There's Safety in Insurance Stocks

NEW YORK (TheStreet) -- There's a great deal of money to be made in the business of risk mitigation, a.k.a. "risk management".

It's not the kind of business where you will see gigantic leaps in quarterly earnings growth. However, it does involve a steady flow of multiple revenue streams that offer billions of investment dollars with which these companies can invest and reward shareholders.

I'm speaking of the insurance business -- the largest business in the world when measured by revenue.

Almost everyone with anything to protect -- a home, a car, a business, a career or a life -- spends hundreds if not thousands of dollars each year buying insurance that we hope we won't need.

The insurance companies collect the premiums month after month, year after year, and are able to use that money to increase corporate profits. Their aim is to collect more than they have to pay out in claims, and keep the remainder. It's a win-win business formula.

Take a company like Aflac ( AFL), which reports second-quarter 2012 quarterly earnings on Tuesday, July 24.

It brings in $49 billion to $50 billion a year in revenue. That's almost $50 per share, and the company has been growing its quarterly revenue at a 20% year-over-year clip.

Aflac pays a 3% dividend to shareholders, which is a very sustainable payout ratio of only 25%. How does it keep firing on all financial cylinders?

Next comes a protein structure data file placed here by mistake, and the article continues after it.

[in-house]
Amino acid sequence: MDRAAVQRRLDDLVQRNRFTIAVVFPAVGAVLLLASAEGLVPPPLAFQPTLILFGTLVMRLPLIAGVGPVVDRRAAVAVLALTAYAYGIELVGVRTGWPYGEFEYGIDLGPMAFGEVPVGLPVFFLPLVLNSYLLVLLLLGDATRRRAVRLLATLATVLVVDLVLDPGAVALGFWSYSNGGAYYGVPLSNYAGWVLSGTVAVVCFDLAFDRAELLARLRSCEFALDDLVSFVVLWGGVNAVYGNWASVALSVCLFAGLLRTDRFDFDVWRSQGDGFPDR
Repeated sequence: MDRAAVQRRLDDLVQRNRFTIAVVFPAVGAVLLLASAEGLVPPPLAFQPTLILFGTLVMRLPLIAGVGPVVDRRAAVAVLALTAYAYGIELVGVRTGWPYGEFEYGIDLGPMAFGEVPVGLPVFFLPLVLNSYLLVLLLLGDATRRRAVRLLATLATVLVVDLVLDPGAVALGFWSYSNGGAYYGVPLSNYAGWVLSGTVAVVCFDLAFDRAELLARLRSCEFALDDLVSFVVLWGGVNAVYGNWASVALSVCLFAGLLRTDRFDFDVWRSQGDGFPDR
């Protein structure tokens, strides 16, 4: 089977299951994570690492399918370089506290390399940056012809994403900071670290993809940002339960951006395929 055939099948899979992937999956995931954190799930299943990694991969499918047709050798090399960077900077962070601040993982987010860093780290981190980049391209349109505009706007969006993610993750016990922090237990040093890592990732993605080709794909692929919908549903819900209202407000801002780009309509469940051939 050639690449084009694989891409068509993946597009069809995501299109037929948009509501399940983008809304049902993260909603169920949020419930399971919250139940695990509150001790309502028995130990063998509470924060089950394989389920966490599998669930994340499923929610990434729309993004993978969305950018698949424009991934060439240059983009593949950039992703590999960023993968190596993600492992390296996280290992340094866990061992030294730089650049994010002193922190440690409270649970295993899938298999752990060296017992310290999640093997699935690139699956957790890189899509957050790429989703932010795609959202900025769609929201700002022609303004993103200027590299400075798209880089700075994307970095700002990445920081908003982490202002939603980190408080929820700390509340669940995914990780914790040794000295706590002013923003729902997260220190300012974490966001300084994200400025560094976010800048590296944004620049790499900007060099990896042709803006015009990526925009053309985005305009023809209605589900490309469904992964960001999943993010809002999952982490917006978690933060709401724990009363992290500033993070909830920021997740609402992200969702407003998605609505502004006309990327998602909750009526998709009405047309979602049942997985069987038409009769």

American Family Life Assurance Company of Columbus (that's what Aflac stands for) provides supplemental health and life insurance for individuals and groups.

The company offers various voluntary supplemental insurance products, including cancer plans, general medical indemnity plans, medical/sickness riders, care plans, living benefit life plans, ordinary life insurance plans and annuities, in its Japan division.

It also provides loss-of-income products, such as life and short-term disability plans; and products designed to protect individuals from depletion of assets, which comprise hospital indemnity, fixed-benefit dental, vision care, accident, cancer, critical illness/critical care, and hospital intensive care plans, in the United States. This is what I mean by "multiple streams of income" and revenues.

Through careful underwriting and actuarial calculations, it successfully collects more premiums than it pays out in claims. And it is doing a stellar job of it.

In first-quarter 2012, it grew its quarterly earnings by almost 102% and its PEG ratio (5-yr expected) is only 0.60, which often signals that a company's stock is nicely undervalued.

You can also look at Dow Jones Industrial Average component Travelers ( TRV) and you'll see yet another example of a cash-cow insurance company that's generating $64-per-share in trailing 12-months revenues.

TRV recently reported its second-quarter 2012 results. It produced $499 million in net income, which represents $1.26 per diluted share. Year to date, its return on equity is at 10.5%. Not bad for a business model that takes in billions of dollars at no carrying costs whatsoever.

That's one of the reasons why the most successful investors like Warren Buffett own insurance businesses. His company Berkshire Hathaway ( BRK.B) owns car insurance powerhouse Geico.

Most states have laws requiring drivers to have auto insurance. So Geico is available in all 50 of them with competitive pricing and aggressive advertising campaigns. It also does homeowners and renters insurance, which comprises a growing amount of its revenues.